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The Guns of August» Forums » Rules

Subject: BEF to Albania: Sea movement or amphibious invasion? rss

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Jose Luis Bonilla Rau
Spain
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Hi!

I am playing the campaign game as the Allies. It's October 1914 and the German forces that have been made available by not invading Belgium are helping Austria-Hungary in beating the crap out of the Serbians. So I think it is a good idea for the BEF to sail to Durazzo in Albania to support Serbia.

The problem is rule 23.45. "The Allied player ... may not conduct an amphibious invasion before January 1915".

Albania is not an enemy so, am I undertaking a sea move? or an amphibious invasion? (which would be forbidden until January 1915)

Thank you in advance for the input.
 
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David King
United Kingdom
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Note: Any city in a coastal hex is considered a
port. For sea supply purposes, "control of a
port" is defined according to 8.0.

8.1. A player is considered to control a hex if
it is currently, or was most recently occupied
by a friendly unit.

[Assuming that Skopje is friendly then you could use sea movement to get there as there are no restrictions on moving to Adriatic hexes. But you van only move 6 points there and only supply 6 points [/i][/i]

12.33. The Allied sea movement capacity is
six points. This capacity may be used to
move units from any port that the Allied
player currently controls to any other port
that he currently controls (Exception: see
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Jose Luis Bonilla Rau
Spain
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All right! I am really thankful for the answer, but I don't see it going to the heart of the issue. Please allow me to rephrase my question in a more direct way:

In October 1914, when no one still has crossed its borders, is Albania to be considered friendly (and thus, sea movement could be undertaken to Durazzo) or enemy to the Allies?(then, no sea move could be undertaken to Durazzo, just an amphibious landing fron January 1915 onwards).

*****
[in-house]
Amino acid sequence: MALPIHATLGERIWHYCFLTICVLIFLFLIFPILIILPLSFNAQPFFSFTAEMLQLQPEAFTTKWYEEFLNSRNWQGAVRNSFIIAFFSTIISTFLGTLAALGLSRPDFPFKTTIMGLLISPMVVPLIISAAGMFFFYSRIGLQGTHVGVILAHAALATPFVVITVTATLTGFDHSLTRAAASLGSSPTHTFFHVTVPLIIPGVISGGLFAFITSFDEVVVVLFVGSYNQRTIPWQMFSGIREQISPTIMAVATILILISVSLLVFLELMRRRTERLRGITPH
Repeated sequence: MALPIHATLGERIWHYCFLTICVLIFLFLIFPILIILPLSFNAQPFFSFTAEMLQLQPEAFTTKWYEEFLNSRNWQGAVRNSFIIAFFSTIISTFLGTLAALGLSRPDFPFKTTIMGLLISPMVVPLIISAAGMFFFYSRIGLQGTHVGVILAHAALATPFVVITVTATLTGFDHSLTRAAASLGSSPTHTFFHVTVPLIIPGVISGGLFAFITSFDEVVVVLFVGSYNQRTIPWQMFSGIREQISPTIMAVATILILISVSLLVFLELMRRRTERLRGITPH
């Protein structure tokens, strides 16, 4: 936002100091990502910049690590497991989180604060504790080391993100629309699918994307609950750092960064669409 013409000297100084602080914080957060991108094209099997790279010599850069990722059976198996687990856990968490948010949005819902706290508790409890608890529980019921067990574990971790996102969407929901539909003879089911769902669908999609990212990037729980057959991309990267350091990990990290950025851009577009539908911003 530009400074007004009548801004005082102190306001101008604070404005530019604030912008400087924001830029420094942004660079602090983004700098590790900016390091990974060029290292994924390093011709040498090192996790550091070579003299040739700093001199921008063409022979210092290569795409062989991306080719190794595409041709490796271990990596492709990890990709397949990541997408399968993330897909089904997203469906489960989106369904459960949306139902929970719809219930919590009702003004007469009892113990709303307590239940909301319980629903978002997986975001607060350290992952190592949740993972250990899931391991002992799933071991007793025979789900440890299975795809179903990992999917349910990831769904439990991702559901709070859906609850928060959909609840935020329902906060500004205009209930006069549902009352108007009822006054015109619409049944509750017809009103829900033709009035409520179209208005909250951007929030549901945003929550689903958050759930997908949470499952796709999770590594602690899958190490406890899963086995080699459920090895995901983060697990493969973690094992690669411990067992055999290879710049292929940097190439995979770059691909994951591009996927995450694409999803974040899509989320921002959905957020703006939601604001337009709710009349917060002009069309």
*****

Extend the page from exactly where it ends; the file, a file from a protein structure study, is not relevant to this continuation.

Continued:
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Paul Popejoy
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bonillarau wrote:
All right! I am really thankful for the answer, but I don't see it going to the heart of the issue. Please allow me to rephrase my question in a more direct way:

In October 1914, when no one still has crossed its borders, is Albania to be considered friendly (and thus, sea movement could be undertaken to Durazzo) or enemy to the Allies?(then, no sea move could be undertaken to Durazzo, just an amphibious landing fron January 1915 onwards).

I would say that Albania is not allied with the Allied Powers, nor is Durazzo friendly territory, so you have to use an amphibious invasion (§23.3) unless other restrictions preclude an invasion. Note that you do not need to declare war on Albania to launch your invasion.

Applicable Rules
The applicable rules are:

- Rule §6.12, which says that neutral countries join an alliance when a belligerent declares war on them, or via scenario or optional rules; and

- Rule §6.42, which calls out Albania (and Luxembourg) as countries that may be entered by belligerents without a declaration of war.